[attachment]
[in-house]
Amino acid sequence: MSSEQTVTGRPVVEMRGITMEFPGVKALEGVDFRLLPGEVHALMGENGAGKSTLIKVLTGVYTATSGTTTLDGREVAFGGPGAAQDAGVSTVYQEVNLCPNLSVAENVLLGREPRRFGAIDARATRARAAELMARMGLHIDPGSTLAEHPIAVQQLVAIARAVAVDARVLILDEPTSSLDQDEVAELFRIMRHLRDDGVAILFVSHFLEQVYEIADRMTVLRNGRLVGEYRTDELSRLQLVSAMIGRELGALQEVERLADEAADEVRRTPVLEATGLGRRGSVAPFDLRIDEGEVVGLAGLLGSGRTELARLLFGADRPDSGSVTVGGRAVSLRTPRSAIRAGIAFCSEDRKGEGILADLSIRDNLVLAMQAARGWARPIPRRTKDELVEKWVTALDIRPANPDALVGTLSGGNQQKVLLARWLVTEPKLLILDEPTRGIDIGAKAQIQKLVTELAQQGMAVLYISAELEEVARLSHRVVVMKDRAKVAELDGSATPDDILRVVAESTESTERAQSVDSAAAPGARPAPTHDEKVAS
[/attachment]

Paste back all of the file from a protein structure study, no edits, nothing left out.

[in-house]
Amino acid sequence: MSSEQTVTGRPVVEMRGITMEFPGVKALEGVDFRLLPGEVHALMGENGAGKSTLIKVLTGVYTATSGTTTLDGREVAFGGPGAAQDAGVSTVYQEVNLCPNLSVAENVLLGREPRRFGAIDARATRARAAELMARMGLHIDPGSTLAEHPIAVQQLVAIARAVAVDARVLILDEPTSSLDQDEVAELFRIMRHLRDDGVAILFVSHFLEQVYEIADRMTVLRNGRLVGEYRTDELSRLQLVSAMIGRELGALQEVERLADEAADEVRRTPVLEATGLGRRGSVAPFDLRIDEGEVVGLAGLLGSGRTELARLLFGADRPDSGSVTVGGRAVSLRTPRSAIRAGIAFCSEDRKGEGILADLSIRDNLVLAMQAARGWARPIPRRTKDELVEKWVTALDIRPANPDALVGTLSGGNQQKVLLARWLVTEPKLLILDEPTRGIDIGAKAQIQKLVTELAQQGMAVLYISAELEEVARLSHRVVVMKDRAKVAELDGSATPDDILRVVAESTESTERAQSVDSAAAPGARPAPTHDEKVAS